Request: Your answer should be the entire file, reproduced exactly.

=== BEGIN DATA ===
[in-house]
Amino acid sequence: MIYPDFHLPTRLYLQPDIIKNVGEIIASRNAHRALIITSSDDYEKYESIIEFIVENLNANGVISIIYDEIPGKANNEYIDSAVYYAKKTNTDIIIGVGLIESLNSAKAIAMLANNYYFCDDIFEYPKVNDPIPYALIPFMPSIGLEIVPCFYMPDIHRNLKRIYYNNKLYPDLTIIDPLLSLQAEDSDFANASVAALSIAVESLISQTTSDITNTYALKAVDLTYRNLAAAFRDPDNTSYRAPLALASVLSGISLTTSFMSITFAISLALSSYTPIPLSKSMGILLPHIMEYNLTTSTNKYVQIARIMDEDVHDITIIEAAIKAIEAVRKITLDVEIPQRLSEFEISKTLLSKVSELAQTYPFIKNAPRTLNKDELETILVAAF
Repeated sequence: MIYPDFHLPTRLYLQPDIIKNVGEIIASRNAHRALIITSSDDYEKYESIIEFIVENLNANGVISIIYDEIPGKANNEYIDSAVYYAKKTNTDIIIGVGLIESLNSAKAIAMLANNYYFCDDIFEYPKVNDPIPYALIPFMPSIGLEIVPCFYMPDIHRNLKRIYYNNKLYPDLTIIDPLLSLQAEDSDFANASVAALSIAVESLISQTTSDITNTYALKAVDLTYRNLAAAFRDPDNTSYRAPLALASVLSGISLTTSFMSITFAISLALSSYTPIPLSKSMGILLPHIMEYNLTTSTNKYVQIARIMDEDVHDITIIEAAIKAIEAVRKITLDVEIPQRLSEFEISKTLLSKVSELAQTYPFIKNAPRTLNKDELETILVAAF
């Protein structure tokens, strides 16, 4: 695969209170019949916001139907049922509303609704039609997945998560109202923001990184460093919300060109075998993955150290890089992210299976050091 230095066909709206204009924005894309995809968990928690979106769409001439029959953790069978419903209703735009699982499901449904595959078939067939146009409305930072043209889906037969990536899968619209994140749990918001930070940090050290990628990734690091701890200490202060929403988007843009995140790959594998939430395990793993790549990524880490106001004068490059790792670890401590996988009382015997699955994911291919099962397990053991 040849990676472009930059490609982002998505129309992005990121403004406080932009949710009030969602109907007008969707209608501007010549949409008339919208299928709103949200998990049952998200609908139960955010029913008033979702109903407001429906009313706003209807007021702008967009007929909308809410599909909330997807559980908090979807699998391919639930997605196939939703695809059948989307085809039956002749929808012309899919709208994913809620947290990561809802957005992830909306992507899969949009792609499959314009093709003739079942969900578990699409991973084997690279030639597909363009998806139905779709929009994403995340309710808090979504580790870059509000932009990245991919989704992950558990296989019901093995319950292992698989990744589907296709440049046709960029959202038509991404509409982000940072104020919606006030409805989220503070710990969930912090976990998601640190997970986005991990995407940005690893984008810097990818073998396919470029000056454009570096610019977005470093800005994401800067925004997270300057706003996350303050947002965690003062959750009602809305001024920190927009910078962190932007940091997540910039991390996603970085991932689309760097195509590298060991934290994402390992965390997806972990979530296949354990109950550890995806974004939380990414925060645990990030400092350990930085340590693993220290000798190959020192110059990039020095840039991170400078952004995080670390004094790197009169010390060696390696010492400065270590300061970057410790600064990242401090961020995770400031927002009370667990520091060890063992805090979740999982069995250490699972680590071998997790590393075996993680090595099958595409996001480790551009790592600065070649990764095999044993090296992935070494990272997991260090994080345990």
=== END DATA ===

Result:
[in-house]
Amino acid sequence: MIYPDFHLPTRLYLQPDIIKNVGEIIASRNAHRALIITSSDDYEKYESIIEFIVENLNANGVISIIYDEIPGKANNEYIDSAVYYAKKTNTDIIIGVGLIESLNSAKAIAMLANNYYFCDDIFEYPKVNDPIPYALIPFMPSIGLEIVPCFYMPDIHRNLKRIYYNNKLYPDLTIIDPLLSLQAEDSDFANASVAALSIAVESLISQTTSDITNTYALKAVDLTYRNLAAAFRDPDNTSYRAPLALASVLSGISLTTSFMSITFAISLALSSYTPIPLSKSMGILLPHIMEYNLTTSTNKYVQIARIMDEDVHDITIIEAAIKAIEAVRKITLDVEIPQRLSEFEISKTLLSKVSELAQTYPFIKNAPRTLNKDELETILVAAF
Repeated sequence: MIYPDFHLPTRLYLQPDIIKNVGEIIASRNAHRALIITSSDDYEKYESIIEFIVENLNANGVISIIYDEIPGKANNEYIDSAVYYAKKTNTDIIIGVGLIESLNSAKAIAMLANNYYFCDDIFEYPKVNDPIPYALIPFMPSIGLEIVPCFYMPDIHRNLKRIYYNNKLYPDLTIIDPLLSLQAEDSDFANASVAALSIAVESLISQTTSDITNTYALKAVDLTYRNLAAAFRDPDNTSYRAPLALASVLSGISLTTSFMSITFAISLALSSYTPIPLSKSMGILLPHIMEYNLTTSTNKYVQIARIMDEDVHDITIIEAAIKAIEAVRKITLDVEIPQRLSEFEISKTLLSKVSELAQTYPFIKNAPRTLNKDELETILVAAF
């Protein structure tokens, strides 16, 4: 695969209170019949916001139907049922509303609704039609997945998560109202923001990184460093919300060109075998993955150290890089992210299976050091 230095066909709206204009924005894309995809968990928690979106769409001439029959953790069978419903209703735009699982499901449904595959078939067939146009409305930072043209889906037969990536899968619209994140749990918001930070940090050290990628990734690091701890200490202060929403988007843009995140790959594998939430395990793993790549990524880490106001004068490059790792670890401590996988009382015997699955994911291919099962397990053991 040849990676472009930059490609982002998505129309992005990121403004406080932009949710009030969602109907007008969707209608501007010549949409008339919208299928709103949200998990049952998200609908139960955010029913008033979702109903407001429906009313706003209807007021702008967009007929909308809410599909909330997807559980908090979807699998391919639930997605196939939703695809059948989307085809039956002749929808012309899919709208994913809620947290990561809802957005992830909306992507899969949009792609499959314009093709003739079942969900578990699409991973084997690279030639597909363009998806139905779709929009994403995340309710808090979504580790870059509000932009990245991919989704992950558990296989019901093995319950292992698989990744589907296709440049046709960029959202038509991404509409982000940072104020919606006030409805989220503070710990969930912090976990998601640190997970986005991990995407940005690893984008810097990818073998396919470029000056454009570096610019977005470093800005994401800067925004997270300057706003996350303050947002965690003062959750009602809305001024920190927009910078962190932007940091997540910039991390996603970085991932689309760097195509590298060991934290994402390992965390997806972990979530296949354990109950550890995806974004939380990414925060645990990030400092350990930085340590693993220290000798190959020192110059990039020095840039991170400078952004995080670390004094790197009169010390060696390696010492400065270590300061970057410790600064990242401090961020995770400031927002009370667990520091060890063992805090979740999982069995250490699972680590071998997790590393075996993680090595099958595409996001480790551009790592600065070649990764095999044993090296992935070494990272997991260090994080345990």